Come tinker around in our indoor workshop!
Design a new invention, fly a plane, and create an electrical circuit in this fun ever-changing indoor exhibit that celebrates innovation in Indiana.
Create, climb, explore, play, and pretend in a one-of-a-kind indoor play area perfect for kids through the age of 8.
Show the world your creativity and make a unique take-home project in an exciting indoor craft area.
Step back in time and join a bustling community where people, animals, objects, and daily routines are exactly the same as they were over 150 years ago.
Soar high above Conner Prairie in a helium-filled balloon, and learn how manned flight moved from dream to reality.
Immerse yourself in Hoosier life during the Civil War and enlist to help defend the state from Confederate General John Hunt Morgan and his raiders.
Live like a Lenape Indian as you toss a tomahawk, climb inside a wigwam, and try your hand at fur trading in Conner Prairie’s earliest historical area.
Step inside the barn of a real working farm, where you can feed, pet, and play with livestock, while learning from their caretakers.
Enter one of Indiana's first brick homes where you can discover the story of William Conner and how Indiana's history changed here.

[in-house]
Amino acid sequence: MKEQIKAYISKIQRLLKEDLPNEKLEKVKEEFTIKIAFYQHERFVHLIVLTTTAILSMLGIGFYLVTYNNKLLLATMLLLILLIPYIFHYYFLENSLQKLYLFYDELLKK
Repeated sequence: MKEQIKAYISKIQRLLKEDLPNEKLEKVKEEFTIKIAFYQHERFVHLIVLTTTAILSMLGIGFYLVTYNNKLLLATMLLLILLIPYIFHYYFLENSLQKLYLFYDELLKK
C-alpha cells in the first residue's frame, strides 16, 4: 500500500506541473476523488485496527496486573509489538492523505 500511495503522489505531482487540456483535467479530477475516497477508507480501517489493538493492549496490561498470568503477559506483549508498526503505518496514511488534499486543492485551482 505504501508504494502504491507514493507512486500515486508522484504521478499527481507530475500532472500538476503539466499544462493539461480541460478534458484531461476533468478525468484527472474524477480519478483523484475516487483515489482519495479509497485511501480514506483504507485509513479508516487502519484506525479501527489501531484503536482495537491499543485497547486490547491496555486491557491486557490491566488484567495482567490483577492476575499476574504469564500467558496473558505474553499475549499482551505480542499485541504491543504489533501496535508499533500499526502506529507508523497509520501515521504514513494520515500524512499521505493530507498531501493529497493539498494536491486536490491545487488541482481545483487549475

Connect with nature and play freely in a 4-story treehouse surrounded by special activity areas where guests of all ages can dig in and have fun.
History is not dead, dusty or boring at Conner Prairie and many other museums across America when its relevance to today’s society is evident through stories and activities of the past that engage guests and allows them to use this information to make informed decisions about the future. History is relevant, meaningful, and significant when it helps nurture personal identity and creates a sense of place for individuals.
Special free admission days, like our celebration of Martin Luther King Jr.’s life and legacy on January 16th and President’s Day on February 19th, help introduce a new audience to history, its influential leaders and to Conner Prairie. We did not have record attendance at these special programs during 2017 because they were free, but because we freely gave access for guests to discover their own place in the stories of our families, communities, and nation. Stories of freedom and equality, injustice and struggle, loss and achievement, and courage and triumph need to be heard and learned. If they are not then another lesson of those who do not learn or heed history will be true again and again – those who do not know their history are doomed to repeat the mistakes of the past.
When we learn the stories of other individuals and groups that have come before us and shaped the world in which we live it balances our perspectives and opens our minds to alternative viewpoints. Shared stories and experiences from our pasts strengthen our connections and commitment to one another and enable us to have constructive dialog about what matters most in society today. The reason that history is not boring at Conner Prairie is because we open the door to a space for these shared stories and experiences to be told, heard and learned.